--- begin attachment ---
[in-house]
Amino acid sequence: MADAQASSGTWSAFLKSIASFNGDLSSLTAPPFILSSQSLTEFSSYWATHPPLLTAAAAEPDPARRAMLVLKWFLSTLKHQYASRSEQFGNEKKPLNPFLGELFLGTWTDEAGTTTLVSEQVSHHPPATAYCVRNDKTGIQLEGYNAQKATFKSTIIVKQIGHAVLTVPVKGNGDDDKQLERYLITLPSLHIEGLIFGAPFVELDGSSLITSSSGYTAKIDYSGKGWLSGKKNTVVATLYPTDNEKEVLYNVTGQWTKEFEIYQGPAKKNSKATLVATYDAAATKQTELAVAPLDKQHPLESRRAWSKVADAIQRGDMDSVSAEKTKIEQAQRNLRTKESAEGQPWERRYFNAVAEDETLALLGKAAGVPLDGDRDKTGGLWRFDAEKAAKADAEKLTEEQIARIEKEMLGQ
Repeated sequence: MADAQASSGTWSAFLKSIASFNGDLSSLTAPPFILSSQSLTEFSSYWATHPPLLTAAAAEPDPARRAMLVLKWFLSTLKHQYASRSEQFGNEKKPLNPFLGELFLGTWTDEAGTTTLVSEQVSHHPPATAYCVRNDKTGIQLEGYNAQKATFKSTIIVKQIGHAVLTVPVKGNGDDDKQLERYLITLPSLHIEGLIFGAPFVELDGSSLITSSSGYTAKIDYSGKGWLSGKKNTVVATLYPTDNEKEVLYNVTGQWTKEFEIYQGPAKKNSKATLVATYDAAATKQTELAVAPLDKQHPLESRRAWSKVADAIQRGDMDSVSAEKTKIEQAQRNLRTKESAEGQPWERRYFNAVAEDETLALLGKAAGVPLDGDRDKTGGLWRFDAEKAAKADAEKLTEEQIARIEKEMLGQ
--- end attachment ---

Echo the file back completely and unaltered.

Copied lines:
[in-house]
Amino acid sequence: MADAQASSGTWSAFLKSIASFNGDLSSLTAPPFILSSQSLTEFSSYWATHPPLLTAAAAEPDPARRAMLVLKWFLSTLKHQYASRSEQFGNEKKPLNPFLGELFLGTWTDEAGTTTLVSEQVSHHPPATAYCVRNDKTGIQLEGYNAQKATFKSTIIVKQIGHAVLTVPVKGNGDDDKQLERYLITLPSLHIEGLIFGAPFVELDGSSLITSSSGYTAKIDYSGKGWLSGKKNTVVATLYPTDNEKEVLYNVTGQWTKEFEIYQGPAKKNSKATLVATYDAAATKQTELAVAPLDKQHPLESRRAWSKVADAIQRGDMDSVSAEKTKIEQAQRNLRTKESAEGQPWERRYFNAVAEDETLALLGKAAGVPLDGDRDKTGGLWRFDAEKAAKADAEKLTEEQIARIEKEMLGQ
Repeated sequence: MADAQASSGTWSAFLKSIASFNGDLSSLTAPPFILSSQSLTEFSSYWATHPPLLTAAAAEPDPARRAMLVLKWFLSTLKHQYASRSEQFGNEKKPLNPFLGELFLGTWTDEAGTTTLVSEQVSHHPPATAYCVRNDKTGIQLEGYNAQKATFKSTIIVKQIGHAVLTVPVKGNGDDDKQLERYLITLPSLHIEGLIFGAPFVELDGSSLITSSSGYTAKIDYSGKGWLSGKKNTVVATLYPTDNEKEVLYNVTGQWTKEFEIYQGPAKKNSKATLVATYDAAATKQTELAVAPLDKQHPLESRRAWSKVADAIQRGDMDSVSAEKTKIEQAQRNLRTKESAEGQPWERRYFNAVAEDETLALLGKAAGVPLDGDRDKTGGLWRFDAEKAAKADAEKLTEEQIARIEKEMLGQ